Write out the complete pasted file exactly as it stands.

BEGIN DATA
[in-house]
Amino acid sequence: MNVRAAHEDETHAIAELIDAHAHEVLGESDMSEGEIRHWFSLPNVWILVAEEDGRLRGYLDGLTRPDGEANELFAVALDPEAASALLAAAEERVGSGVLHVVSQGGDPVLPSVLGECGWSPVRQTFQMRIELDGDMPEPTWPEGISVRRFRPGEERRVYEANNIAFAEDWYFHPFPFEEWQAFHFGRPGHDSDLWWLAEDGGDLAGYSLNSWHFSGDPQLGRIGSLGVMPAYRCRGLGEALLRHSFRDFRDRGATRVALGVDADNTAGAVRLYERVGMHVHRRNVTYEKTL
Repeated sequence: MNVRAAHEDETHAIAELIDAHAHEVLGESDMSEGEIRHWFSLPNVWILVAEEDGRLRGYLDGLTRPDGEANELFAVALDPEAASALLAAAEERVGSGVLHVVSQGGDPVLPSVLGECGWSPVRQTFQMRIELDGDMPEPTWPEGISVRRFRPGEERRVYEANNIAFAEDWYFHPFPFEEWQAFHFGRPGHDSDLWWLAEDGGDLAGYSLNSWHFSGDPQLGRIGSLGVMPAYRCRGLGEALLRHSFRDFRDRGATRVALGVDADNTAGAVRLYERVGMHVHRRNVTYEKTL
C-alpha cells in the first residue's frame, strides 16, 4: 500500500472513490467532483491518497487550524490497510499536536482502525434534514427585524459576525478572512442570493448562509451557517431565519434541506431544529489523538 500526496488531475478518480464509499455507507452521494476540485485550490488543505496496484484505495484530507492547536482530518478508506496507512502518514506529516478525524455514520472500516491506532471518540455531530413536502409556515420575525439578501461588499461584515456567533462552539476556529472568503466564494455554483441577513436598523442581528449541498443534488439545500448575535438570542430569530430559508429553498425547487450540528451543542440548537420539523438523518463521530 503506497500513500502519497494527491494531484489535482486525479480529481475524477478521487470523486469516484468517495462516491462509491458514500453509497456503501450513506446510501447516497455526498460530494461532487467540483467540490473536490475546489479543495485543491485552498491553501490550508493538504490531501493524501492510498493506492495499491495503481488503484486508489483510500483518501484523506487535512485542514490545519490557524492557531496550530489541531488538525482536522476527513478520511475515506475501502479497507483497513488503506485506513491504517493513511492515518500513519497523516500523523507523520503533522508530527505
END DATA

[in-house]
Amino acid sequence: MNVRAAHEDETHAIAELIDAHAHEVLGESDMSEGEIRHWFSLPNVWILVAEEDGRLRGYLDGLTRPDGEANELFAVALDPEAASALLAAAEERVGSGVLHVVSQGGDPVLPSVLGECGWSPVRQTFQMRIELDGDMPEPTWPEGISVRRFRPGEERRVYEANNIAFAEDWYFHPFPFEEWQAFHFGRPGHDSDLWWLAEDGGDLAGYSLNSWHFSGDPQLGRIGSLGVMPAYRCRGLGEALLRHSFRDFRDRGATRVALGVDADNTAGAVRLYERVGMHVHRRNVTYEKTL
Repeated sequence: MNVRAAHEDETHAIAELIDAHAHEVLGESDMSEGEIRHWFSLPNVWILVAEEDGRLRGYLDGLTRPDGEANELFAVALDPEAASALLAAAEERVGSGVLHVVSQGGDPVLPSVLGECGWSPVRQTFQMRIELDGDMPEPTWPEGISVRRFRPGEERRVYEANNIAFAEDWYFHPFPFEEWQAFHFGRPGHDSDLWWLAEDGGDLAGYSLNSWHFSGDPQLGRIGSLGVMPAYRCRGLGEALLRHSFRDFRDRGATRVALGVDADNTAGAVRLYERVGMHVHRRNVTYEKTL
C-alpha cells in the first residue's frame, strides 16, 4: 500500500472513490467532483491518497487550524490497510499536536482502525434534514427585524459576525478572512442570493448562509451557517431565519434541506431544529489523538 500526496488531475478518480464509499455507507452521494476540485485550490488543505496496484484505495484530507492547536482530518478508506496507512502518514506529516478525524455514520472500516491506532471518540455531530413536502409556515420575525439578501461588499461584515456567533462552539476556529472568503466564494455554483441577513436598523442581528449541498443534488439545500448575535438570542430569530430559508429553498425547487450540528451543542440548537420539523438523518463521530 503506497500513500502519497494527491494531484489535482486525479480529481475524477478521487470523486469516484468517495462516491462509491458514500453509497456503501450513506446510501447516497455526498460530494461532487467540483467540490473536490475546489479543495485543491485552498491553501490550508493538504490531501493524501492510498493506492495499491495503481488503484486508489483510500483518501484523506487535512485542514490545519490557524492557531496550530489541531488538525482536522476527513478520511475515506475501502479497507483497513488503506485506513491504517493513511492515518500513519497523516500523523507523520503533522508530527505